I think most of the tech tools that I use for genealogical research are pretty much the same as what I use when I do research for work. They both involve online and offline (libraries, archives) research. I’ve been trying out different ways to make gathering information easier on myself (arthritis is making it harder to handwrite notes) and more expedient. I don’t like wasting time! (Well, that’s not exactly true. I do like to veg once in a while.)
Here’s a list of what I use and what I use it for.
1. Camera—I don’t have a fancy camera. At this point, I don’t feel like I need one. I have a Cannon Powershot SD 1200IS digital camera that I use to take photographs of pages in books that have information I need, maps, and other graphics. I’ve used it to take photographs of microfilm with mixed results (it depends on the lighting and the quality of the microfilm). I use it to take photos of family graves.
2. Flip-Pal Scanner—I’ve used this mobile scanner for many of the same reasons that I’ve used my camera, except that I haven’t tied it out on microfilm. I’ve used the Flip-Pal quite a bit lately to scan my non-digital photographs. I brought it with me to Georgia this month and have been scanning old photos at my mom’s house. You can also use the Flip-Pal to scan large objects by taking the cover off and, well, flipping it over. You have to scan the object in overlapping sections, and then use the stitching software that comes with it or Photoshop to stitch them together into one file.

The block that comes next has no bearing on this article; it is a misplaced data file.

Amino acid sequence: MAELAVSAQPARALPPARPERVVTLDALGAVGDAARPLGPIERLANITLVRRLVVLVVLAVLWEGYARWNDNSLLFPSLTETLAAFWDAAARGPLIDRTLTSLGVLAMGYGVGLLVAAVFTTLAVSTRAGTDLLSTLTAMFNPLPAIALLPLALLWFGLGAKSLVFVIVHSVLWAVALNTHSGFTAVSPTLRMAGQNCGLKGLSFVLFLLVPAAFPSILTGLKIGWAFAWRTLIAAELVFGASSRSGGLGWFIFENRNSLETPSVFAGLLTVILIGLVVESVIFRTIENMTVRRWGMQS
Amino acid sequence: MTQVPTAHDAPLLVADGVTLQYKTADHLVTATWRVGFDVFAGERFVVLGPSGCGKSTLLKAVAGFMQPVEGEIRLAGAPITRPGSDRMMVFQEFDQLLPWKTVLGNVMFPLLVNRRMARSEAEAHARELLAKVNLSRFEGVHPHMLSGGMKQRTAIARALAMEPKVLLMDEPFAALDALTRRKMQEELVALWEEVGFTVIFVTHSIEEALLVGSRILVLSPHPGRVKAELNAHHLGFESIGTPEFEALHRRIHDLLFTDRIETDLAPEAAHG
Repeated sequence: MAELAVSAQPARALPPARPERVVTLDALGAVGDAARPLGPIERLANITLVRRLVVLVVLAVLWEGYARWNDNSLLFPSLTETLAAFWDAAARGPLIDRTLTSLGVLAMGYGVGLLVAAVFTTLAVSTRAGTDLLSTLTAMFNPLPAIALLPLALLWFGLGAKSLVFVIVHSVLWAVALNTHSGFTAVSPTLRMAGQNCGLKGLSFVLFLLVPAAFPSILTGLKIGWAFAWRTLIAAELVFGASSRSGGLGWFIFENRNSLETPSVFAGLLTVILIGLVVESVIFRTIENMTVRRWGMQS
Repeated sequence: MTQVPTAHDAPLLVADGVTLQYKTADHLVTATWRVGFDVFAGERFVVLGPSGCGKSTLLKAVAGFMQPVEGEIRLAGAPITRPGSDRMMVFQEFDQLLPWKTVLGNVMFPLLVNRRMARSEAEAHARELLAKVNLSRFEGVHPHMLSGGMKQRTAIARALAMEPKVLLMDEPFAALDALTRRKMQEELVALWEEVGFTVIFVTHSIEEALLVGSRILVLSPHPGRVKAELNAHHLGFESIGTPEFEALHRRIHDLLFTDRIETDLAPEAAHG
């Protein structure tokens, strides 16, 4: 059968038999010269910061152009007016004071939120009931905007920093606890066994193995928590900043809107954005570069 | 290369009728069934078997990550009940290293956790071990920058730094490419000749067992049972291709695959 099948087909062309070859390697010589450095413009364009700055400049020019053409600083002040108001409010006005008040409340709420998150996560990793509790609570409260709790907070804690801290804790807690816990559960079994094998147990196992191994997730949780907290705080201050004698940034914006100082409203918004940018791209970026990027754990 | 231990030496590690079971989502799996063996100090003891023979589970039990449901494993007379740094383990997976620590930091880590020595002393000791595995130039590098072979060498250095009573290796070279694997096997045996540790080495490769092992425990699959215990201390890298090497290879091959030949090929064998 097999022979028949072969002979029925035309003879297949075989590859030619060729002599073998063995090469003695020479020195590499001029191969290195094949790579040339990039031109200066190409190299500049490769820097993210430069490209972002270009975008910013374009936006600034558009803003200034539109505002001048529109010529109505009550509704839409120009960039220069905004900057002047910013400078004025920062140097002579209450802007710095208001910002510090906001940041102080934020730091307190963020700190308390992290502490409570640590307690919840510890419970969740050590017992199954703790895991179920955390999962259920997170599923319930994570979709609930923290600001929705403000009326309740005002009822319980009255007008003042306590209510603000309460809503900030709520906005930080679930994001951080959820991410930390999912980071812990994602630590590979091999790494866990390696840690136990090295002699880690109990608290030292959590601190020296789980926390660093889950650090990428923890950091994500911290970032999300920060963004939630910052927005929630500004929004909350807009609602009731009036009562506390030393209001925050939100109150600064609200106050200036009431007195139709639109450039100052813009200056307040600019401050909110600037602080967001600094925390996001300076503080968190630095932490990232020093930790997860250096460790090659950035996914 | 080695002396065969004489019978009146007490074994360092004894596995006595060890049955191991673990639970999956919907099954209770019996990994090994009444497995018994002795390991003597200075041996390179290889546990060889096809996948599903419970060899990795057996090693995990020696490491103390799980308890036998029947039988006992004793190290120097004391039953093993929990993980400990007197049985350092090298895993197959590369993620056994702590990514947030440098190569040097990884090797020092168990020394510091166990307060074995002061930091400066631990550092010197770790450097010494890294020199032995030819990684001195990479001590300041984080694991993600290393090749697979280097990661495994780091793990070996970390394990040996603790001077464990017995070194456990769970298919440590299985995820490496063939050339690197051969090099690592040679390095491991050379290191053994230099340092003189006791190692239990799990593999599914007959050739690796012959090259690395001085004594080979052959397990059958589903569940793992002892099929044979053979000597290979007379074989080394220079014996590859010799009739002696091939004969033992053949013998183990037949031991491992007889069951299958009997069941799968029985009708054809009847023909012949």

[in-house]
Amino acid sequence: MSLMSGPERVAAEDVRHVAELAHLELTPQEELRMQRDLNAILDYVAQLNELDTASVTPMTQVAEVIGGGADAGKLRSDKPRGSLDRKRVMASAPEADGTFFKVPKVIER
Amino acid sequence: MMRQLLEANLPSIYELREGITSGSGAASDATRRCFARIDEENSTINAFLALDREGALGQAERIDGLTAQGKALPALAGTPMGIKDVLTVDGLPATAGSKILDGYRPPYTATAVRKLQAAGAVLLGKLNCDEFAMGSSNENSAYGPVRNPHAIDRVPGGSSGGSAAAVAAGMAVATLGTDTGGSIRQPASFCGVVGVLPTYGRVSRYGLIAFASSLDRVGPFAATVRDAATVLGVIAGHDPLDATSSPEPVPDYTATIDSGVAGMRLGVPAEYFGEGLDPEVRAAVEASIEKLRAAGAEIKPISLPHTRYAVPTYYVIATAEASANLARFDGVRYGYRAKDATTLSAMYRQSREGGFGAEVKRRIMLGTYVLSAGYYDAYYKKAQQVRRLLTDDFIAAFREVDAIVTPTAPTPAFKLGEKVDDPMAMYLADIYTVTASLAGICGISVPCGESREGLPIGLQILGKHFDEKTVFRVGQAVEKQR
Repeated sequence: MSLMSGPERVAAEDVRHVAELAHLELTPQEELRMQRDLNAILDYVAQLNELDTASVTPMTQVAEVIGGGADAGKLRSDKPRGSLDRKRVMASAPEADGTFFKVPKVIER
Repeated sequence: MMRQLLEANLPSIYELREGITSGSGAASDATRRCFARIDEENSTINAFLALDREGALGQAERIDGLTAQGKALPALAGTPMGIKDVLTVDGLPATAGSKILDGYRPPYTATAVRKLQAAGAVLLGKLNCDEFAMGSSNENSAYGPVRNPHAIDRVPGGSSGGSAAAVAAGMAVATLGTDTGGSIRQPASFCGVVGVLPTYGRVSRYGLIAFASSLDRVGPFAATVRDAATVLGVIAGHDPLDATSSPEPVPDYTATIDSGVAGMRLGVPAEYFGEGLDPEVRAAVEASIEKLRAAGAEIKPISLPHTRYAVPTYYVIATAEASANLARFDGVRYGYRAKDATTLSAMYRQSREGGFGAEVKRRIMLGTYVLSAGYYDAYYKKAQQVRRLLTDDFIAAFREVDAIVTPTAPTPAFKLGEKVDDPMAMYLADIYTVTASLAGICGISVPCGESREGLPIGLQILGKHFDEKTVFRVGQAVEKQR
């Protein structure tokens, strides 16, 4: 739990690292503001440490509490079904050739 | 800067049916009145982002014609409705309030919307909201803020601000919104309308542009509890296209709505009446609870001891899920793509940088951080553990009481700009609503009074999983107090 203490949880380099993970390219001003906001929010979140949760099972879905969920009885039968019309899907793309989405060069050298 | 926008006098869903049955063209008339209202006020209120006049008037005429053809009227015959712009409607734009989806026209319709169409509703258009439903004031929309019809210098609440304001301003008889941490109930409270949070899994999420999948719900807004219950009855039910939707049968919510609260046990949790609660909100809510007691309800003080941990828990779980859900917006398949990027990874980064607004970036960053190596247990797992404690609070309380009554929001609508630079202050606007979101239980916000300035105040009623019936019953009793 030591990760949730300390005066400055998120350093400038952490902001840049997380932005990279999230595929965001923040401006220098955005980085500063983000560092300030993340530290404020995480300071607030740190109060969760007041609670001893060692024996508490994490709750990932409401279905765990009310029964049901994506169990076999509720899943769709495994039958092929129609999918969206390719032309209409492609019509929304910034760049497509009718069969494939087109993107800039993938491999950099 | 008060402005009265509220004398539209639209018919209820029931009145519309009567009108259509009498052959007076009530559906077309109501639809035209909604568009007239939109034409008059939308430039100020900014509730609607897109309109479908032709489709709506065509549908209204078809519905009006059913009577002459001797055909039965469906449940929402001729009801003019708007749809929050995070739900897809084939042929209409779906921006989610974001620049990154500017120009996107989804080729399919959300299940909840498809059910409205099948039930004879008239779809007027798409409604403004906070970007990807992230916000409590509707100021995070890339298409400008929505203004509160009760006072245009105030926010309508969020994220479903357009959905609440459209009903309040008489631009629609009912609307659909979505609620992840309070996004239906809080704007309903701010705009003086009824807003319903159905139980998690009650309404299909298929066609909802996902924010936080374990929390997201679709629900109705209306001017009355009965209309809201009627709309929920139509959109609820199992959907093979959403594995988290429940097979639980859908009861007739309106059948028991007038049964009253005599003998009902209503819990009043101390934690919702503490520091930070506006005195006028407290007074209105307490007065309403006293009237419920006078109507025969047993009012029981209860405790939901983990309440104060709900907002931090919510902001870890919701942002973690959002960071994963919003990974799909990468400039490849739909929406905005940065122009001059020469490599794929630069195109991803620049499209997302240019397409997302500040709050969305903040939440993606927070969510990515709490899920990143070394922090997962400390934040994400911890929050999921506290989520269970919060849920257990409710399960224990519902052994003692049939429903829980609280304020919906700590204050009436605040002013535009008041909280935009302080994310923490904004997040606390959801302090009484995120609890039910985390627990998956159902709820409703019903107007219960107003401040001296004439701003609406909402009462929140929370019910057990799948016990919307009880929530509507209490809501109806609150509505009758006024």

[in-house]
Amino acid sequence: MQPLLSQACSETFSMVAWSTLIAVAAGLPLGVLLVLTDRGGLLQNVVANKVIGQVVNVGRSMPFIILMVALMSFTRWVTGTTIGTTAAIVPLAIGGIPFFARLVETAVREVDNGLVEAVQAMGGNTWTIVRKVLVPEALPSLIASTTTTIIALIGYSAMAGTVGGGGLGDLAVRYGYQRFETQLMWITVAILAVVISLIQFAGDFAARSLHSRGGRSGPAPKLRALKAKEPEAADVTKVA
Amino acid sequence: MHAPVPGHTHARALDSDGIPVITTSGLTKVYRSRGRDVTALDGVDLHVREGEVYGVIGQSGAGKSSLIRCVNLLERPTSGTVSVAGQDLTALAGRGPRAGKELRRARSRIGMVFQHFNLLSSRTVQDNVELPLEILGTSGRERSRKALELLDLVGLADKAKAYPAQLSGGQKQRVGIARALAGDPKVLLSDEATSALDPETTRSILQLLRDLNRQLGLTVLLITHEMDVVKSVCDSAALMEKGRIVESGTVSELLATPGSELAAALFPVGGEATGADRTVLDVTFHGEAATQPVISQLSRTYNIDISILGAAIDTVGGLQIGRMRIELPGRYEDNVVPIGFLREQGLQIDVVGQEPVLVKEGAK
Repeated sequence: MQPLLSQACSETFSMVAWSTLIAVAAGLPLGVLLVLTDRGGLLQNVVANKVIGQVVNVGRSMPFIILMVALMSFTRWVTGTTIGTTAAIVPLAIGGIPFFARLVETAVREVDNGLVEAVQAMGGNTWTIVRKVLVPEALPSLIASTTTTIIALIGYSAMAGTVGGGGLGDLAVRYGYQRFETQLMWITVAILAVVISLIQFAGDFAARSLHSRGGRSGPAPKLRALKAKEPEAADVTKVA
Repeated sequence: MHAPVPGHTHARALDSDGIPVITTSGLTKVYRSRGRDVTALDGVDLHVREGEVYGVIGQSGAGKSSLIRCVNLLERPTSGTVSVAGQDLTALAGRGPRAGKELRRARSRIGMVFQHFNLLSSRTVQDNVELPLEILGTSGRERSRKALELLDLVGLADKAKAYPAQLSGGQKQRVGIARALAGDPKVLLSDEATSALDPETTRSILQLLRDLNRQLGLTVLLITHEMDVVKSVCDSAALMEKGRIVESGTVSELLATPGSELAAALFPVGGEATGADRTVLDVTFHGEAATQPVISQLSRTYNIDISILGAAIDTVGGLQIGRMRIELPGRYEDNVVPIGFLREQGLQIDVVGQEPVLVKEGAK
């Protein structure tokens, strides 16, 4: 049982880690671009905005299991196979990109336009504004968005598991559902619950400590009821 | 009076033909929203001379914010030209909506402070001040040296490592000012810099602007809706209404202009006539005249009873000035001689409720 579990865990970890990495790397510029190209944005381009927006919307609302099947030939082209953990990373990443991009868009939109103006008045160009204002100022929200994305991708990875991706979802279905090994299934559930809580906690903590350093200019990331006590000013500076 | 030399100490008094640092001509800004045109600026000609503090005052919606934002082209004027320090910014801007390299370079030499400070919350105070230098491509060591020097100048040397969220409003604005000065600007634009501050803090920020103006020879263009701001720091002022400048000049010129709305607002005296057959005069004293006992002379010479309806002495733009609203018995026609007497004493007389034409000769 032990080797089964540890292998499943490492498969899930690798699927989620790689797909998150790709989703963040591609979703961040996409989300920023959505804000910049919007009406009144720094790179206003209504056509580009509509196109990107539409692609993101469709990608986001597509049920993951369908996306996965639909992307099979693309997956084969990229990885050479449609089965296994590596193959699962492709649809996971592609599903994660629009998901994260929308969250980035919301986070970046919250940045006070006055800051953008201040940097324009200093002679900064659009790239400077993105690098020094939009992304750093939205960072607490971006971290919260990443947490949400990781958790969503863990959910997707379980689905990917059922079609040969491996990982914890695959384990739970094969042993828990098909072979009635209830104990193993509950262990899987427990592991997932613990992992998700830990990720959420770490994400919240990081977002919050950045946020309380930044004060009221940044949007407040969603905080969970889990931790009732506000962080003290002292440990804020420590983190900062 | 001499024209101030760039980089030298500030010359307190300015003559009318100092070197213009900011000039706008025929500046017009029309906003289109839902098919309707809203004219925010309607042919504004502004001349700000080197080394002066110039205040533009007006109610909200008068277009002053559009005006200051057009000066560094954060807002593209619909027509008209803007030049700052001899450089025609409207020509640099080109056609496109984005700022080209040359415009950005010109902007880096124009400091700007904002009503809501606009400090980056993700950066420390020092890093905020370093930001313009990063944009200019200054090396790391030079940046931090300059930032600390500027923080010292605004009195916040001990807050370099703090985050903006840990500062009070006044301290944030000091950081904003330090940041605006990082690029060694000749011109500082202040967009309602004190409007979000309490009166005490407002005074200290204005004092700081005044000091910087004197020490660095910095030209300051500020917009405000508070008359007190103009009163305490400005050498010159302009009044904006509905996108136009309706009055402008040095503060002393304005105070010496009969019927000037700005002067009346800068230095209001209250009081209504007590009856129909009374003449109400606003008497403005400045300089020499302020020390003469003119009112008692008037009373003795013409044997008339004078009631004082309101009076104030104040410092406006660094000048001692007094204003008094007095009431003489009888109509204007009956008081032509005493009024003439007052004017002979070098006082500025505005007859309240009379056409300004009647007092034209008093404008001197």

3. Dropbox—I upload files from my hard drive to Dropbox so I can either share them or have them available when I’m away from my computer. Also, as I mentioned in my post on the apps I use on my Andoid smartphone, I can also access those files on Dropbox from my smart phone. I use Dropbox in addition to Evernote (see below). See this post on The Elephant Channel about the reasons to use both.
4. Evernote. I really like Evernote. At first I only used it to collect recipes (see proof below), but I have since learned how really useful it is for collecting all sorts of information. One of the best parts is that, as I wrote about earlier, I have Evernote on my smart phone and my computer so I can look at files from either one. One of the things I use it for is to keep a running list in Evernote of books and other things I’d like to read or need for research, so that when I’m in the library or bookstore, I can just check my list on Evernote.
5. Smart Phone—I wrote in my previous post that I bought an Android smart phone. It’s a HTC Merge. I’ve used the camera to take photographs of pages in books needed for research at the library. It worked well with microfilm, too.
6. Pinterest—Pinterest is for “pinning your interests.” It’s very useful for folks like me who are very visual. Rather than making a bookmark, you “pin” an image to your board that links back to the particular website. I haven’t really used Pinterest for research yet, but I got the idea from Caroline Pointer of For Your Family Story to “pin” family photos from my blog and photos and maps of places my ancestors have lived (see below). As you can see, it’s very useful for “pinning” other things you are interested in. You can “follow” other people and they can “follow” you. Pinterest is free but you need an invitation to join. You can either sign up for one on Pinterest or you can email me your email address and I’ll send you an invite. Warning—as other people have found, Pinterest is very addicting.
What tech tools do you use for research? I’m always looking for new ways to make doing research easier!